As a matter of fact, I don’t think that the prayers in that book intend to bless anything.  There is one, I think, which is the traditional prayer for blessing a rosary, tucked in with other options that might bless a person who might use a Rosary.  The book’s preface attempts to change the Church’s theology about blessings.  There are, to be quick, two kinds of blessings, invocative, by which we call down God’s blessing on a person or animal, and constitutive, which ask God to make a thing or place a blessed thing or place with an enduring blessing.   The new book eliminates that distinction.  Hence, I will never, ever, EH-VUR, use the Book of Blessings, which I consider to be a travesty that should never have been promulgated.

I use the older, traditional Rituale Romanum.  I always have and I always will.  The rite tells you what it is doing.  There are the important exorcisms of the elements of the Holy Water (salt, water – in the case of Easter water the oils are consecrated by a bishop).  The prayers say what is going on, the Church’s intention in blessing regular Holy Water.

“God’s creature, salt, I cast out the demon from you…”

“Almighty everlasting God, we humbly appeal to your mercy and goodness to graciously bless + this creature, salt…”

“God’s creature, water, I cast out the demon from you…”

“… pour forth your blessing + on this element now being prepared with various purifying rites.”

“… we beg you, Lord, to regard with favor this creature thing of salt and water, to let the light of your kindness shine upon it, and to hallow it with the dew of your mercy; so that…”

Our rites should describe what we want them to do.  This is also important because


Use Holy Water.  Sprinkle it around your dwelling. Bless yourself with it.

About Fr. John Zuhlsdorf

Fr. Z is the guy who runs this blog. o{]:¬)
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  1. mamajen says:

    I have a little holy water bottle nearly identical to the one pictured! I bought it from an antiques place. I just loved the little crown on the stopper. I have been wanting to use it, but there is some residue inside…I assume mineral buildup. If anyone has tips for properly cleaning, I would appreciate it. I’m always a little unsure with blessed items.

  2. FrDulli says:

    Thank you for an informative article. The blessing of the sea sounds amazing.

    It also made me wonder if there is a way to bless storm clouds. Could we literally bless the rains down in Africa?

  3. FrDulli says: Could we literally bless the rains down in Africa?

    That’s a very good question. I think we have to ask that noted expert on these matters, the beloved Mons. Totò.

  4. APX says:

    February 3rd being just around the corner, let’s not forget the blessing of holy water for the commemoration of St. Blaise. I keep it frozen for use throughout the year when I get a cold. It hasn’t let me down yet this year for choir related purposes.

  5. The Masked Chicken says:

    I use only one bottle for holy water and I attend both a TLM on Sundays and OF on weekdays. If often wondered what happens if one mixes water blessed in both rites? Do both types of blessings hold?

    The Chicken

  6. Philmont237 says:

    I visited a church in Buenos Aires last weekend, and when I went to dip my fingers in the holy water I noticed that the water barely covered the bottom of the font and that there were some very thin inch worms scooting across the marble surface.
    I think salt could have prevented this.

  7. Josephus Corvus says:

    @Masked Chicken – There are some articles here in Fr. Z.’s blog that lend some serious questions to what you are proposing. The first set of articles make it clear that you wouldn’t want to be in the habit of mixing actual holy water with regular water. The second set questions whether or not the newer forms actually create holy water (or instead “happy water” – just do a search for that term). If there is any question about what is there, it does not seem like a good idea to do a mixture.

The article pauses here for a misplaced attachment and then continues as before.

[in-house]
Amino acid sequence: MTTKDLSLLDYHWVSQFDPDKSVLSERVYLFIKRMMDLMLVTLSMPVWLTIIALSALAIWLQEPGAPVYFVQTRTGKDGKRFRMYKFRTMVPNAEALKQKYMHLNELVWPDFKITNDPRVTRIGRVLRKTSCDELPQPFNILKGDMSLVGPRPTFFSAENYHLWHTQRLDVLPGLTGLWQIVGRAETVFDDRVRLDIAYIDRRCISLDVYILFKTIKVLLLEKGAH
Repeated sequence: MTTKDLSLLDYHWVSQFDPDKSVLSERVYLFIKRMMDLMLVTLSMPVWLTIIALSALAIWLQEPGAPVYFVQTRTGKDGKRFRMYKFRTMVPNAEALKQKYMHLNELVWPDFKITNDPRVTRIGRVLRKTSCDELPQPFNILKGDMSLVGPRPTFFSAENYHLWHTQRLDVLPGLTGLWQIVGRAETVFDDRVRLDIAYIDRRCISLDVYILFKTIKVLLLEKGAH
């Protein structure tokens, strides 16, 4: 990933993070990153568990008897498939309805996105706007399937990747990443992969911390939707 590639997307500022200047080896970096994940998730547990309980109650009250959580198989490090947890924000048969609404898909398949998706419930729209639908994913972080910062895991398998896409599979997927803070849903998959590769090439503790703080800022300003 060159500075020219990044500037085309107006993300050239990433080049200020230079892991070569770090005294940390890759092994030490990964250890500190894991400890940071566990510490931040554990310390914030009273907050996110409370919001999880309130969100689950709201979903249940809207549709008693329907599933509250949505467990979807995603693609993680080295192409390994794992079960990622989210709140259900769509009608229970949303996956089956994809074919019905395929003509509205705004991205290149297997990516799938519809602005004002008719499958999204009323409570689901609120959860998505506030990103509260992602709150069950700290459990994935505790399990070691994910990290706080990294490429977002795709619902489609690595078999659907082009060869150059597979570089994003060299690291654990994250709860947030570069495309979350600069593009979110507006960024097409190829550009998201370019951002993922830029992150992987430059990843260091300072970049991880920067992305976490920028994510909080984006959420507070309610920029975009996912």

8. Mike_in_Kenner says:

    mamajen, for cleaning the old holy water bottle you mentioned, here is a suggestion. First, fill it with hot water and let that sit for a few minutes. That will dissolve anything that might dissolve in water. To avoid risk of mistreating blessed materials, I’d recommend pouring the water directly into the earth (somewhere outside that’s not right on a path people will step on, or even into the earth of a potted plant). If the bottle has mineral residue, fill it with white vinegar and let that sit for a couple of days. The vinegar should dissolve the mineral residue. Again, I’d pour that directly into the earth. After the vinegar you might rinse the bottle with water and pour that into the earth also. After it has been rinsed that way, there is presumably no remaining blessed material that needs special reverence, and then you could wash the bottle normally. For holy water bottles that get green growth in them, the same white vinegar treatment will clear that up. Also, ultraviolet rays from sunlight will kill that kind of green growth. Placing a bottle on a window sill where it will get sunlight for a few days will kill green growth, and then the same method of rinsing and pouring the water into the earth, and then regular washing after that should take care of it.

  9. mamajen says:

    Thank you, Mike! I will do as you suggest.

  10. Bev says:

    Perhaps the bishops and priests of Japan would be better to encourage everyone to have and use their own personal bottle of holy water. The priests could bless these bottles of water individually and then encourage them for personal use, to reduce the risk of disease.

    We can also add to the Father’s list Torelli Water. Taylor Marshall has information on it here:

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  12. Brian Walsh says:

    I have to laugh to keep from crying about the traditional things my wife and I have requested which are met by our NO priests with no derision–they are always welcoming–and wonderment. I asked one of local priests to exorcise salt and bless holy water in the Old Rite (thanks Father Heilman for the old rite ritual included along with the bottle). He was just amazed “This is beautiful, my friend. Where did you find this? We should bless our water like this all the time!”. HAHA! Old Rite, Father, the Old Rite.

    We’ve had two of our children baptized in the Old Rite. The younger priest who has administered the sacrament loves the rite and the people who’ve been there are always mesmerized. Last time we had nice programs with Latin on the Rite and English on the left so people could follow along. Our Lutheran cousins raved. Fellow Catholics wondered why they didn’t know this was available for their children.

    Funny. Sad. Mostly sad.